In addition to providing a web-based archive of papers and abstracts, SSRN provides a distribution function. Listings of newly posted materials are emailed regularly to subscribers. These emails, called journals, are organized by subject. Thus there are contract law, constitutional law, corporation law, tort law, and numerous other subject matter journals within the LSN.
The Problem: Notably absent from the current inventory of journals is one for papers or abstracts concerning wills, trusts, and estates. Accordingly, those of us who write in the field must announce our papers in other, less suitable journals-or not at all. Not only does this stymie the circulation of interesting ideas in trusts and estates, but it also lowers the profile of trusts and estates in the legal academy.
The Solution: Thanks to a grant from the American College of Trust and Estate Counsel Foundation, SSRN has created a new LSN abstracting journal, Wills, Trusts, and Estates Law Abstracts, which will be edited by Robert H. Sitkoff of Northwestern University School of Law.
Action Plan: In order for this to be successful, it is important that you do two things: First, you should subscribe to this journal through SSRN, and second, please submit your articles before and/or after they've been accepted for publication. Here is how to subscribe and to submit:
- How to subscribe: Subscriptions to this journal are free. You can subscribe to the journal at http://hq.ssrn.com/jourInvite.cfm?link=wills-trusts-estates You will need to enable session cookies on your browser to use this link or to access our user headquarters at: If you have any questions please call 877-SSRNHelp (877.777.6435).http://www.ssrn.com/, and click on the link for submissions.
- How to submit: Go to the main SSRN web page,
- How to browse: To browse all abstracts and papers in this journal, go to http://www.ssrn.com/link/wills-trusts-estates.html
- What if you have recently posted to SSRN, before the WTE journal was active? If you posted an abstract in the last sixth months but before this journal was active and you would like your abstract announced in the Wills, Trusts, and Estates Law journal, please email the link to your abstract (including the abstract number) to Rob Sitkoff at email@example.com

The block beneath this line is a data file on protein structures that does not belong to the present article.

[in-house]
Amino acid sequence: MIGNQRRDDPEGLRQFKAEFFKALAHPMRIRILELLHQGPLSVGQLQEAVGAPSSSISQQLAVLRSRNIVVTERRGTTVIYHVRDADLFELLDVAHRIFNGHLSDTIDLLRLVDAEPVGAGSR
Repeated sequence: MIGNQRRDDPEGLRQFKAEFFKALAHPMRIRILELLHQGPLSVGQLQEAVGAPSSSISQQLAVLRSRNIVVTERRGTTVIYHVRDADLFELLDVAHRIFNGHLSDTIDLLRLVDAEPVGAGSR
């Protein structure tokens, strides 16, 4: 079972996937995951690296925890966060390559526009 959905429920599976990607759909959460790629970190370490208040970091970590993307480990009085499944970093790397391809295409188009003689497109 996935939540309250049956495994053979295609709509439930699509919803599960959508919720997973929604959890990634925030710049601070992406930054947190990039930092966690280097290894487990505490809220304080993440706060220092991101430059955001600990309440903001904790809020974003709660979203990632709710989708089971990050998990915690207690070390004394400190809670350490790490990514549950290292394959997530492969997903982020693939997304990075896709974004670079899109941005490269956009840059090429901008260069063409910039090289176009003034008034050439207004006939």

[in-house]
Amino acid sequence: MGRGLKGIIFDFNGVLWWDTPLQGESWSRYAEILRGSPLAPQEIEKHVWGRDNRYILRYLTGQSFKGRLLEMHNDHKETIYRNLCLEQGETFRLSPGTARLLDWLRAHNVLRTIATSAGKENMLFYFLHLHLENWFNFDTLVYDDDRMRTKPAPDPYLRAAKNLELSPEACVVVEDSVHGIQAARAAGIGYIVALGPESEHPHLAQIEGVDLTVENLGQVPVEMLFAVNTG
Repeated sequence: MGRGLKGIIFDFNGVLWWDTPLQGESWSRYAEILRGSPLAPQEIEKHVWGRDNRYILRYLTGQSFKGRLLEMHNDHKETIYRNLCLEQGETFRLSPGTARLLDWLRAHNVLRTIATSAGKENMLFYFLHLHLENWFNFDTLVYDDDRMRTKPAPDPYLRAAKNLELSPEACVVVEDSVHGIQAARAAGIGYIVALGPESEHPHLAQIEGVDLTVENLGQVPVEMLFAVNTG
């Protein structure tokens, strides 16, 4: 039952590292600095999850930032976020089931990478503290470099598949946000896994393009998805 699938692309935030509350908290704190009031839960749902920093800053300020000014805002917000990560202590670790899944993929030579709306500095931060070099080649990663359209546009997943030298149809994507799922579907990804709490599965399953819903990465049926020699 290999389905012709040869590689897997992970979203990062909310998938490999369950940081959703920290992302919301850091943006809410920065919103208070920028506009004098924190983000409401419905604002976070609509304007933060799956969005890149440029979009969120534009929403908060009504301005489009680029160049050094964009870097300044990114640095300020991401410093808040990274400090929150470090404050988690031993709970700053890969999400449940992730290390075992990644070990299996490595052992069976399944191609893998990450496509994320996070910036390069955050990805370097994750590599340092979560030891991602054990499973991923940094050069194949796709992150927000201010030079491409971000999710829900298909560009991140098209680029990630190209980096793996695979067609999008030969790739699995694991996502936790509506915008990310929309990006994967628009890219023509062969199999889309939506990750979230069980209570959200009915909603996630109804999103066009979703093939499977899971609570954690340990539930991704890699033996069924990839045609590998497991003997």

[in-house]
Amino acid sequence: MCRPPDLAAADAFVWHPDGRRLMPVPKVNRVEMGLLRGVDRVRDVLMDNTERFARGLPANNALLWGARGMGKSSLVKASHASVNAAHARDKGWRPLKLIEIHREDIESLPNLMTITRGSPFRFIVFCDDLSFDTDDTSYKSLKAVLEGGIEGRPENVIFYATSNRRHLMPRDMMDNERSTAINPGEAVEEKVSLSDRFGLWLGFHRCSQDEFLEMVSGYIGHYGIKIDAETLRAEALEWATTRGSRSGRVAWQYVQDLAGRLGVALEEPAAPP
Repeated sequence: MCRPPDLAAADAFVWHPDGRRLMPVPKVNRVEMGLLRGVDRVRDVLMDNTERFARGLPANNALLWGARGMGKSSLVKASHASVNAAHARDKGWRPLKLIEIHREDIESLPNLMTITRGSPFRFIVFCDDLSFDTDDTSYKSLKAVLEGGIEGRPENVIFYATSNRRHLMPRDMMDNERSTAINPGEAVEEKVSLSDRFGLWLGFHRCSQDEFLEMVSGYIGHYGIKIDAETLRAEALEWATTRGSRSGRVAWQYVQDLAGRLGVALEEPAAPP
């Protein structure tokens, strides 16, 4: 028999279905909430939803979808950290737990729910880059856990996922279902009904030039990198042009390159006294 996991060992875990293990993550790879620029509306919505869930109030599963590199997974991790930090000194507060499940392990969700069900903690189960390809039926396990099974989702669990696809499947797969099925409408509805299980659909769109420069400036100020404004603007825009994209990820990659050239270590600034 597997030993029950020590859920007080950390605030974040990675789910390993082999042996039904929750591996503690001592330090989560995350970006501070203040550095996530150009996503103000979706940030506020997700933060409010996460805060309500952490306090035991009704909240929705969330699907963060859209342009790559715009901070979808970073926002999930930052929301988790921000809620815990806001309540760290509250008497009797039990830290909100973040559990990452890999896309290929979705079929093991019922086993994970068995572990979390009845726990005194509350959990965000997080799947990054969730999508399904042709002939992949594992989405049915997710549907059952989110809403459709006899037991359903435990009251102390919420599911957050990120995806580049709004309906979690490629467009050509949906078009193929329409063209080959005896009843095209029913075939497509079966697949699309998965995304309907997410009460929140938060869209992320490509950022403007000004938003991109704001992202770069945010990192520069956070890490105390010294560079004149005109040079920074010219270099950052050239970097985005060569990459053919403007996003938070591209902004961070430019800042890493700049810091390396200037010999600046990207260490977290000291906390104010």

Special thanks to Prof. Robert H. Sitkoff, Associate Professor of Law, Northwestern University School of Law for supplying the text of the blog entry.
Tuesday, March 29, 2005
Hunter S. Thompson, the King of Gonzo journalism (defined as, "journalism [which can be] more truthful without strict observance of traditional rules of factual reportage" according to Wikipedia) died of an apparent suicide on February 20, 2005.
Three days later, his will date June 27, 2003 was offered for probate.
The will leaves his property to "The Gonzo Trust" and provides for his estate to pass through this trust managed by Hal Haddon of Denver (the attorney who represented Kobe Bryant ), George Tobia of Boston (attorney), and Douglas Brinkley of New Orleans (historian).
Special thanks to Raymond Sheffield who suggested this topic.
The Winter 2005 issue of the Real Property, Probate and Trust Journal contains two extremely interesting articles addressing issues impacting trusts.
- Jonathan Scott Goldman, Just What the Doctor Ordered? The Doctrine of Deviation, the Case of Doctor Barnes's Trust and the Future Location of the Barnes Foundation, 39 Real. Prop., Prob. & Tr. J. 711 (2005).
- Robert Whitman, Resolution Procedures to Resolve Trust Beneficiary Complaints, 39 Real. Prop., Prob. & Tr. J. 829 (2005).
Monday, March 28, 2005
As part of a extensive bill tweaking various aspects of Texas Trust law, the Texas legislature is considering a provision authorizing pet trusts which is based on Uniform Trust Code § 408.
Follow this link for a comprehensive list of states with legislation authorizing pet trusts.